This article is to share some SEO-related questions I was often asked in the past few years and my humble opinions. Please feel free to ask questions or discuss, I will keep updating.

Personal Competence And Career Planning Related

Q: I am interested in SEO, how can I start from?

Formal education on SEO is not commonly available, but there are numerous online and offline courses that offer an expedited introduction to the subject which you can start from. However, to truly become proficient in SEO, extensive self-study is essential. This is because a good SEO strategy considered different aspects like user behaviour, search intent, product design, content planning, etc. Short courses can only provide a surface-level understanding and issues that can’t be found in textbooks may arise during implementation. Therefore, it is important not to rely solely on courses if you are looking for long-term success in SEO.

For beginners, here are some online resources that I recommend:

  • MOZ’s The Beginner’s Guide to SEO helps you get a basic understanding of SEO in a short amount of time.
  • Google’s Search Central shares a lot of practical information, so it’s worth exploring when you encounter problems.
  • Google Search Console Help is also a great useful resource.
  • Of course, it’s also highly recommended to just use Google Search if you have a question.

To get the latest SEO news, an easy method is to rely on friends’ shares on social media, or you can also refer to:

In addition to the above, I highly recommend taking action and trying to optimize a website yourself. Learning by doing is the best way to learn!

Q: What are the core competencies to be a good SEO?

From my observation, it’s key to have below:

  1. Strong knowledge and expertise in SEO
  2. Resourcefulness
  3. Effective communication and coordination
  4. Having at least one more expertise other than SEO
  5. Passion for optimisation (not just only for SEO)

SEO involves both technical and content-related strategies and requires collaboration with various stakeholders. And unless the SEO team is built on day one when the organisation is built, most of the time, you’ll need to plan SEO strategies based on the existing product structure and make adjustments based on the organization’s long-term plans or restrictions along the way. Therefore, the ability to adapt and think strategically (ie. resourcefulness) is crucial. And it’s important to be able to persuade stakeholders to buy into your ideas in a language they can understand. Even if you work as an in-house SEO, you still need to be like an SEO salesperson to pitch your ideas and make the deal. That’s why I believe that effective communication and coordination skills are so important.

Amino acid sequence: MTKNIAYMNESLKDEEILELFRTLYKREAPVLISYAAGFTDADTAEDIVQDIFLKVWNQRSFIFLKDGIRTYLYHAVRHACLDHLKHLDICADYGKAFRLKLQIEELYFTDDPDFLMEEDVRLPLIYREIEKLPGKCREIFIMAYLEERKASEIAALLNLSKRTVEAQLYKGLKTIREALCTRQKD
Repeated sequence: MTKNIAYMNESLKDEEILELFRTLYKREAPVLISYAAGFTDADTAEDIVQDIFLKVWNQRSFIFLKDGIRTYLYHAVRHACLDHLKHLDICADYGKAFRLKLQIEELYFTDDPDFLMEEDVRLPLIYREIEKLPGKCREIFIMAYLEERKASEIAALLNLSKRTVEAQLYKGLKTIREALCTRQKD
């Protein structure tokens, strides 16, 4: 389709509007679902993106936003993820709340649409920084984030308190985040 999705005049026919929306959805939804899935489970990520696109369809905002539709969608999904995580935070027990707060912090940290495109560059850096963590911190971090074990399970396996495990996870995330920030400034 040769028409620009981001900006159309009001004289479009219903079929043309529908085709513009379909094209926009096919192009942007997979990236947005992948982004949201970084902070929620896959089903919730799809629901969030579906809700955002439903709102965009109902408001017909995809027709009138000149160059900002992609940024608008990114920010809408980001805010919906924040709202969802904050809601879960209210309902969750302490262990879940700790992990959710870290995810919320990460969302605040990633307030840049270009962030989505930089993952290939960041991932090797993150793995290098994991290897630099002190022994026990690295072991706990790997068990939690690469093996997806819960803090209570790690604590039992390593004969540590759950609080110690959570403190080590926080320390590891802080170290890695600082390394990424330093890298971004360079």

Looking back at my own career, I had experience in various digital marketing roles beyond SEO such as performance marketing, affiliate marketing, data analysis, project management, and product management. This experience not only helped me better understand the digital marketing industry and company operations but also allowed me to be more efficient in collaborating with other teams. While this career path may not be suitable for everyone, taking the time to understand other teams can be very helpful in building the necessary skills mentioned above.

Since SEO involves so many aspects, many SEO experts I know are also good in one of the areas like product management, data analysis, advertising, marketing technology, or programming. And on their career progression, they usually move further and not just oversee SEO but also something else.

After reading through the above, I believe you already know why I mentioned having a strong passion for optimization. There are so many things to do!

Q: I want to quickly accumulate my SEO experience. Is it better to work in an agency or in-house?

If you work for the right boss, I believe it doesn’t matter about where you are. But in general, if you want to train your basic skills in a short period of time or learn how to do SEO for different industries, working in an agency would be more suitable for you. But if you want to sharpen your skill for a specific industry, doing in-house for two years or more (in the same company) can be very helpful.

Tools and Performance Evaluation Related

Q: How do you evaluate the effectiveness of SEO? What are the key performance indicators (KPIs)?

Traffic and conversions are my favourite KPIs. The importance of the 2 KPIs will be determined by business goals. However, since the effectiveness of SEO is not immediately visible like paid ads, sometime I would also set short-term indicators such as impressions, ranking, and click-through rate based on the project goal. But traffic and conversions are still the primary focus in the long term.